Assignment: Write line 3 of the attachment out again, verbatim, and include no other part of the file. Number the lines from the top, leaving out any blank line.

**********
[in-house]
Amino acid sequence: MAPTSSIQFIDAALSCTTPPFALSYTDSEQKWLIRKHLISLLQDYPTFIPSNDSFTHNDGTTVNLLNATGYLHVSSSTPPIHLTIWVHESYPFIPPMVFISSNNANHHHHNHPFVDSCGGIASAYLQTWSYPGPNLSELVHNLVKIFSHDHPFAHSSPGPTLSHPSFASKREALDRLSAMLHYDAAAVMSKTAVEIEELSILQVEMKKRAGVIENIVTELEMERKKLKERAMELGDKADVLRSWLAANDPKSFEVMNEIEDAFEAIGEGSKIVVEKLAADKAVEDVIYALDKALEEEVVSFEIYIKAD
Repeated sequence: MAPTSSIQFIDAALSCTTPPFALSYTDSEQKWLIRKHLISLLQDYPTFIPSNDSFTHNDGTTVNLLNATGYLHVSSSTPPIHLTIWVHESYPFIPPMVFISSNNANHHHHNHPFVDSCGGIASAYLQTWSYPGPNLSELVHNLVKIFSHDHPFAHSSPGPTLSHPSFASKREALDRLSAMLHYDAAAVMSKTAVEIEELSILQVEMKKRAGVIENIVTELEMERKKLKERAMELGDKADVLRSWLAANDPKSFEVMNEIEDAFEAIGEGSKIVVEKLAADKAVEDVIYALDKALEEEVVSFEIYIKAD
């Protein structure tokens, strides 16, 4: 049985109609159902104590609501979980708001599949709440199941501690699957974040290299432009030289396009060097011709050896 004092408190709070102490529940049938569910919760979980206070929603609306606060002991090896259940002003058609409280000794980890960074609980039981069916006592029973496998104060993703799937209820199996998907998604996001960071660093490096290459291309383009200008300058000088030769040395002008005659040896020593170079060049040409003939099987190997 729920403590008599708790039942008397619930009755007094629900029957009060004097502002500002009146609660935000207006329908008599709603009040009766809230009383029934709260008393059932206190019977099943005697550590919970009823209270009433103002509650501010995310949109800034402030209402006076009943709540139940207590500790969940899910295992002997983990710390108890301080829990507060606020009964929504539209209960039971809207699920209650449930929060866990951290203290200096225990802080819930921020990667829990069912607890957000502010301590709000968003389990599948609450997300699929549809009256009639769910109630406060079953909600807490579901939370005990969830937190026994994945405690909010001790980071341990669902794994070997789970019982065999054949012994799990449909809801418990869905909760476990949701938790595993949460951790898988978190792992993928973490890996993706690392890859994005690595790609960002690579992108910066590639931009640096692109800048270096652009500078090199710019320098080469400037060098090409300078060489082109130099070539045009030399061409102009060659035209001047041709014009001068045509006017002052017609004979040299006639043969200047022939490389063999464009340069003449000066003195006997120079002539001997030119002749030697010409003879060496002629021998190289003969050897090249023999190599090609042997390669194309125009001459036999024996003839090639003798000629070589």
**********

Repeated sequence: MAPTSSIQFIDAALSCTTPPFALSYTDSEQKWLIRKHLISLLQDYPTFIPSNDSFTHNDGTTVNLLNATGYLHVSSSTPPIHLTIWVHESYPFIPPMVFISSNNANHHHHNHPFVDSCGGIASAYLQTWSYPGPNLSELVHNLVKIFSHDHPFAHSSPGPTLSHPSFASKREALDRLSAMLHYDAAAVMSKTAVEIEELSILQVEMKKRAGVIENIVTELEMERKKLKERAMELGDKADVLRSWLAANDPKSFEVMNEIEDAFEAIGEGSKIVVEKLAADKAVEDVIYALDKALEEEVVSFEIYIKAD